FURMAN v. FURMAN


FURMAN v. FURMAN

(unpublished)


AUGUST 26, 1997
Record No. 3208-96-4

ANN BEGAN FURMAN

v.

HAROLD WARREN FURMAN, II

MEMORANDUM OPINION[1]
PER CURIAM
FROM THE CIRCUIT COURT OF THE CITY OF ALEXANDRIA

Alfred D. Swersky, Judge
Present: Judges Benton, Coleman and Willis

(Gregory L. Murphy; Murphy, Morris & Mitchell, on briefs),
for appellant.

(Herbert R. Rubenstein; Coroneos & Rubenstein, on brief), for
appellee.


Ann Began Furman (wife) appeals the decision of the circuit
court awarding her part of the attorney’s fees she incurred in a
previous appeal and remand. Wife contends that, under the terms
of the settlement agreement entered into with Harold Warren
Furman, II (husband), husband was obligated to pay all of her
attorney’s fees and costs. Upon reviewing the record and briefs
of the parties, we conclude that this appeal is without merit.
Accordingly, we summarily affirm the decision of the trial court.
Rule 5A:27.

The record before us contains neither a transcript of the
hearing nor a written statement of facts. See Rule 5A:8.
Wife argues that the question presented is purely a matter of law
involving the interpretation of the parties’ agreement and may be
decided based upon the record without a transcript or statement
of facts. We review the question on appeal in that light.

"Property settlement and support agreements are subject
to the same rules of construction and interpretation applicable
to contracts generally." Fry v. Schwarting, 4 Va.
App. 173, 180, 355 S.E.2d 342, 346 (1987). When the sole issue is
the meaning and effect of the terms of the contract, that issue
"is a question of law which can readily be ascertained by
this court." Id. "Because a separation agreement
is a contract and must be construed as such . . . the intent of
the parties as expressed in the contract controls. Where the
agreement is plain and unambiguous in its terms, the rights of
the parties are to be determined from the terms of the
agreement." Gayler v. Gayler, 20 Va. App. 83, 86, 455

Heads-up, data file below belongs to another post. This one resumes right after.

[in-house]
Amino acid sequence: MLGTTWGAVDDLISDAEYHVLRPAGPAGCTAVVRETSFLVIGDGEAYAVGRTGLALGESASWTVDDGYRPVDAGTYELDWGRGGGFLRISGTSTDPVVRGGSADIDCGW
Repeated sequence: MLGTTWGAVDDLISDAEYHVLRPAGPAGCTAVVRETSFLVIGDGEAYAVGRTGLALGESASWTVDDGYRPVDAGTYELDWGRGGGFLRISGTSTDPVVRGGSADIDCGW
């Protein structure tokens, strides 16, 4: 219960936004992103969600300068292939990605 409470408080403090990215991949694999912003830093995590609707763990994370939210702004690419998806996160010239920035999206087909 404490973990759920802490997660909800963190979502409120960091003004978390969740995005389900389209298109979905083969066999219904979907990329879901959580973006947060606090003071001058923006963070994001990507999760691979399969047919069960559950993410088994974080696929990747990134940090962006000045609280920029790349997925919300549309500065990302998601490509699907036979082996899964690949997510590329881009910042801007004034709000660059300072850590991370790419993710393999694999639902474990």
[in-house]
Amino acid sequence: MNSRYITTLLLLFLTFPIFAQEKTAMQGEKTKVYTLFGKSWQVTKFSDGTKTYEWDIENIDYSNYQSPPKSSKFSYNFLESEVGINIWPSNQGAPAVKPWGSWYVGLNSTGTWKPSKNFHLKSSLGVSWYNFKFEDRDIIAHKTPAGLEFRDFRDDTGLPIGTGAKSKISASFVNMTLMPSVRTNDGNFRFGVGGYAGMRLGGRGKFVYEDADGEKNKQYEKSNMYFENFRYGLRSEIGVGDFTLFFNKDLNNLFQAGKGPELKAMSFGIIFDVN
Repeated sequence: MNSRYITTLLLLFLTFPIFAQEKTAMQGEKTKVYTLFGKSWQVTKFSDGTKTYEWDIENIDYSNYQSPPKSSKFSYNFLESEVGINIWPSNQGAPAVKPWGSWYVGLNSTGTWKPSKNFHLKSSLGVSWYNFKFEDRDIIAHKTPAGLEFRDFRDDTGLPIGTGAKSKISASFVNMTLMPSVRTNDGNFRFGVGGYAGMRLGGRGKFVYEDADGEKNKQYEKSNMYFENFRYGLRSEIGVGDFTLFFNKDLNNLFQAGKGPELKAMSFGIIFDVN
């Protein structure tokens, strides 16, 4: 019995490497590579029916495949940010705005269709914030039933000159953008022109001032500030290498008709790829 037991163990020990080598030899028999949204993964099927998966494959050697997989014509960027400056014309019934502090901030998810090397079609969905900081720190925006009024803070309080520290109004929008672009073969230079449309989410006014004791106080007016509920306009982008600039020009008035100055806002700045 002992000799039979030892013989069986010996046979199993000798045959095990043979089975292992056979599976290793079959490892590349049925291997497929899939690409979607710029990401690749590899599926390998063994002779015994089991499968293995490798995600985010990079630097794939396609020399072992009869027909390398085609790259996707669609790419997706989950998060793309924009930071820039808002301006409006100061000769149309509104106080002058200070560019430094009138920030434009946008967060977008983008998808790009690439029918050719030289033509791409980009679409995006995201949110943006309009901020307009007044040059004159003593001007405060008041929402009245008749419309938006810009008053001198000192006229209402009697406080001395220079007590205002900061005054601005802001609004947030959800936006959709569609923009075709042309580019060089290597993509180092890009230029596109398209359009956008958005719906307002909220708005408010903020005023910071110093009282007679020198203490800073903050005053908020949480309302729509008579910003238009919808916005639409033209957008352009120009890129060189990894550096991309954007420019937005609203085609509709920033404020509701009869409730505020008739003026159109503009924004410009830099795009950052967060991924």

S.E.2d 278, 280 (1995) (citations omitted).

Wife relies on paragraph 25 of the parties’ separation
agreement, which provides:

25. ENFORCEMENT OF PROVISIONS OF AGREEMENT:

The parties agree that if one party incurs expense in the
enforcement of any of the provisions of this Agreement, the
other party shall be responsible for and shall pay
immediately upon demand any and all expenses thereby
incurred. "Expenses" shall include, but shall not
be limited to, reasonable attorney’s fees, Court costs, and
expenses of travel to a Court of competent jurisdiction.
Notwithstanding the foregoing, it is understood that if the
party initiating these proceedings is not upheld in Court,
then he or she will be liable for his or her own expenses, as
well as those of the other party.

Wife contends that this provision entitles her to recover all
her expenses, approximately $40,000 in attorney’s fees and costs,
incurred in this litigation. We disagree.

The trial court awarded wife $20,000 as a "partial
award" of attorney’s fees and costs, "based upon the
appeal of the [trial] Court’s prior rulings and the rehearing of
the issue decided in [wife's] favor." Evidence in the record
indicates wife incurred approximately $25,000 in expenses in
connection with the appeal and rehearing. The trial court denied
wife’s claim for additional fees, finding that husband
"substantially prevailed" on the additional issue of
the amount of child support to be paid after the appeal.

The parties’ agreement is unambiguous in its provision that
attorney’s fees are recoverable if a party’s position is upheld
by a court in an action to enforce the agreement. Thus, we agree
with the trial court’s interpretation that, under the parties’
agreement, attorney’s fees may be awarded only to the prevailing
party. Because the trial court found that wife did not prevail on
the post-appeal support issues, we find no error in its denial of
additional costs to wife.

In the wife’s first appeal to this Court, see Furman
v. Furman
, Record No. 0001-94-4 (Va. Ct. App. Jan. 10, 1995),
we found no abuse of discretion in the prior award of $2,500 to
wife in attorney’s fees. Therefore, that finding was binding on
the parties on remand. Wife is not entitled to recover additional
attorney’s fees for the proceedings that occurred prior to the
first appeal.

Further, either party was entitled to seek modification of
child support under the provisions of the agreement. Paragraph 19
of the agreement provided:

It is agreed that, subsequent to the signing of this
Agreement, the Husband or Wife may petition any Court of
competent jurisdiction for an increase or decrease of support
and maintenance of the minor child, as provided for herein,
upon a showing of substantial changes in the financial
circumstances of the Husband or the Wife. The child support
set forth in paragraph 18 above is premised on the
representation that the Husband’s annual income is $120,000
and the Wife’s annual income is $80,500.

This proceeding commenced when husband exercised his right to
petition for a decrease in child support. The wife’s defense of
that action was not an "enforcement" of the agreement.
Indeed, the court did not find that husband had breached the
agreement.

Therefore, we find no merit in wife’s contention that
paragraph 25 of the agreement required husband to pay all of her
attorney’s fees and costs. Accordingly, the decision of the
circuit court is summarily affirmed.

Affirmed.

 

 

FOOTNOTES:

[1] Pursuant to Code ? 17-116.010 this
opinion is not designated for publication.

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